What are Sunscreens?
Sunscreens prevent the sun’s ultraviolet (UV) radiation from reaching the skin. Two types of ultraviolet radiation, UVA and UVB, damage the skin and increase the risk of skin cancer.
UVB causes sunburn, while UVA rays, which penetrate the skin more deeply, are involved with wrinkling, leathering, sagging, and other effects of photoaging. They also exacerbate the carcinogenic effects of UVB rays, and increasingly are being seen as a cause of skin cancer on their own. Sunscreens vary in their ability to protect against UVA and UVB.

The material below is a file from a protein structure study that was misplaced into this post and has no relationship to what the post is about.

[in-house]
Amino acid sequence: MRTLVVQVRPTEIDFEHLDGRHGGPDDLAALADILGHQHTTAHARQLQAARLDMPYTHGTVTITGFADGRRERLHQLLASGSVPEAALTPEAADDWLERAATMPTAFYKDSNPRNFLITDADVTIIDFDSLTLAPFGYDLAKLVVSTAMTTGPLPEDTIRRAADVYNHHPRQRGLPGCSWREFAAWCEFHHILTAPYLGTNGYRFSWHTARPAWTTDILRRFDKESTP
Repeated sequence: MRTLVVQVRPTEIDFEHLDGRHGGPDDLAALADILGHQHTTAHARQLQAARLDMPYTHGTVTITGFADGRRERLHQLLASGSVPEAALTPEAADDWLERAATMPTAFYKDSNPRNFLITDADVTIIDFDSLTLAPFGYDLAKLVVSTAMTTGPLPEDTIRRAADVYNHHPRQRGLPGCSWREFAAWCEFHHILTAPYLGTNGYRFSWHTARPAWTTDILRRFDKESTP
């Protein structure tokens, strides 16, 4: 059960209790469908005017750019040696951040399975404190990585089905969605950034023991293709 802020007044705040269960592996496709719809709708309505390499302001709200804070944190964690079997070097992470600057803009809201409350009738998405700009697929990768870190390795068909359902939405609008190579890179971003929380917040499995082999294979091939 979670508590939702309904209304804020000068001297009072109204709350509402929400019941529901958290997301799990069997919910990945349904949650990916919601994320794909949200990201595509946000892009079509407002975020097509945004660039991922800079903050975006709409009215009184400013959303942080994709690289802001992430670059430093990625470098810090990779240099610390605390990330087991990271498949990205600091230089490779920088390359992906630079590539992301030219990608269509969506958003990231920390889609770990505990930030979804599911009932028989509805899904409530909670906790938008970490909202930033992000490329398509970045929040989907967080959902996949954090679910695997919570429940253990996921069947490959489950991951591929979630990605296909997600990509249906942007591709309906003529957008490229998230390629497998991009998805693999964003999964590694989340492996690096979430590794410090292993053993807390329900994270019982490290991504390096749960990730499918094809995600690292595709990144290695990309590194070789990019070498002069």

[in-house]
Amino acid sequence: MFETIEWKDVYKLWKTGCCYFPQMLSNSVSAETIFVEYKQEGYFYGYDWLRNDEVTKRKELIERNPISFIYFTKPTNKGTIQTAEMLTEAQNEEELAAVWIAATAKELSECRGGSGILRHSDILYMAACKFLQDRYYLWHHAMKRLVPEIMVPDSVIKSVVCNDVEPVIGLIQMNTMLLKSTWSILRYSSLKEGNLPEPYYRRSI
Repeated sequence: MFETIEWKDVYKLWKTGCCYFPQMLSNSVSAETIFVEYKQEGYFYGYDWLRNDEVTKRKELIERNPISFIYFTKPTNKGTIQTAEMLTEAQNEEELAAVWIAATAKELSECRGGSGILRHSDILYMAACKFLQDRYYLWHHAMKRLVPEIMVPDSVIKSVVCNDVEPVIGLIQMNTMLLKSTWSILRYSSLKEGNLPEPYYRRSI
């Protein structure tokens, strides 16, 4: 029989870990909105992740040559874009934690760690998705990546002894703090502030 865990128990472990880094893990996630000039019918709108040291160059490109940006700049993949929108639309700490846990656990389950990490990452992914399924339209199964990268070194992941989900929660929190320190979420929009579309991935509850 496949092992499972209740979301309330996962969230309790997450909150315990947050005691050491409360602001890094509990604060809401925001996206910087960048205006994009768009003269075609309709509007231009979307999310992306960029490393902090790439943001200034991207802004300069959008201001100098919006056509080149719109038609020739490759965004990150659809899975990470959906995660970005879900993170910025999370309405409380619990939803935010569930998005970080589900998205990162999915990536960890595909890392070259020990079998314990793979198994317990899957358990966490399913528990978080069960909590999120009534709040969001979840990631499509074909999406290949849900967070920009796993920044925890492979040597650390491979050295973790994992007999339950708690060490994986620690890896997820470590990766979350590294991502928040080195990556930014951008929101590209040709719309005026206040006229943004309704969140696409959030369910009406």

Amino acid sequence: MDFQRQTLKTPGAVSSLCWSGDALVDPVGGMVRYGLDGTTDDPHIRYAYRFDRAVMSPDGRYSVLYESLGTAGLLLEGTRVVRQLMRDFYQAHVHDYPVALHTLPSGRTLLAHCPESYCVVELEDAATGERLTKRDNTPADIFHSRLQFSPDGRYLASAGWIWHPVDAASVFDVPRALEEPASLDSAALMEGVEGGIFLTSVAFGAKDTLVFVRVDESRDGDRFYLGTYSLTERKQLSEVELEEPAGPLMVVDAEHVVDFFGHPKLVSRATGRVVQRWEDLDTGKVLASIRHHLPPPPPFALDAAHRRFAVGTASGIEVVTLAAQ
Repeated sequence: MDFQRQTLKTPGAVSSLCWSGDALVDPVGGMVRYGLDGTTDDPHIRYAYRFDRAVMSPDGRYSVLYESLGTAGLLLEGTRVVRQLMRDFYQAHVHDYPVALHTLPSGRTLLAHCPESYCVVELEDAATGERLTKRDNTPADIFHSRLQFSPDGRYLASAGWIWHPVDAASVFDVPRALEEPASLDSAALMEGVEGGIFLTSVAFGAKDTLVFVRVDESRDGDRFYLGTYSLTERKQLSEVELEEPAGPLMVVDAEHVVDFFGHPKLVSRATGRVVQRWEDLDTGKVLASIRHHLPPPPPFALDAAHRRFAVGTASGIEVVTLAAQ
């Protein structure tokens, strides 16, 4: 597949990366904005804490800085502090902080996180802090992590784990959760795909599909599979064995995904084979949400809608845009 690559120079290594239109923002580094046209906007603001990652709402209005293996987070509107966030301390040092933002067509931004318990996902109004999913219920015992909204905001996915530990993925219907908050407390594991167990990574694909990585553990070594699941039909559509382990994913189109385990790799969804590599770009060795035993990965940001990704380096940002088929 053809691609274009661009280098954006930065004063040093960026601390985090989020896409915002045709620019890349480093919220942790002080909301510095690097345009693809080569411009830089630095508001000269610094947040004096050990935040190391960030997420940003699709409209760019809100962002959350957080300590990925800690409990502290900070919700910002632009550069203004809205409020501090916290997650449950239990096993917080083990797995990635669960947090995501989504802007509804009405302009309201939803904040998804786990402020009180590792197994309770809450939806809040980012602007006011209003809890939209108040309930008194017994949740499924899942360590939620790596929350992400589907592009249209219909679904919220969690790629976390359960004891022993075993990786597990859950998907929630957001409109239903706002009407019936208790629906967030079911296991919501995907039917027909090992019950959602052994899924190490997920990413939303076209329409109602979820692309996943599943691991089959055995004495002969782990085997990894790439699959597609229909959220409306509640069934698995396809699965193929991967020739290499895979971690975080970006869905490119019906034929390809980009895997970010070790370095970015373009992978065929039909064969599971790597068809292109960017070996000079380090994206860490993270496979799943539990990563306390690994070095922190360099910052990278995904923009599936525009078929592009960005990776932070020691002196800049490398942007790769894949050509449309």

How does it work?
SPF stands for Sun Protection Factor and is a measure of a sunscreen’s ability to prevent UVB from damaging the skin. For instance, if it takes 20 minutes for unprotected (without sunscreen) skin to start turning red, using an SPF 15 sunscreen prevents reddening of the skin 15 times longer — about five hours. Read more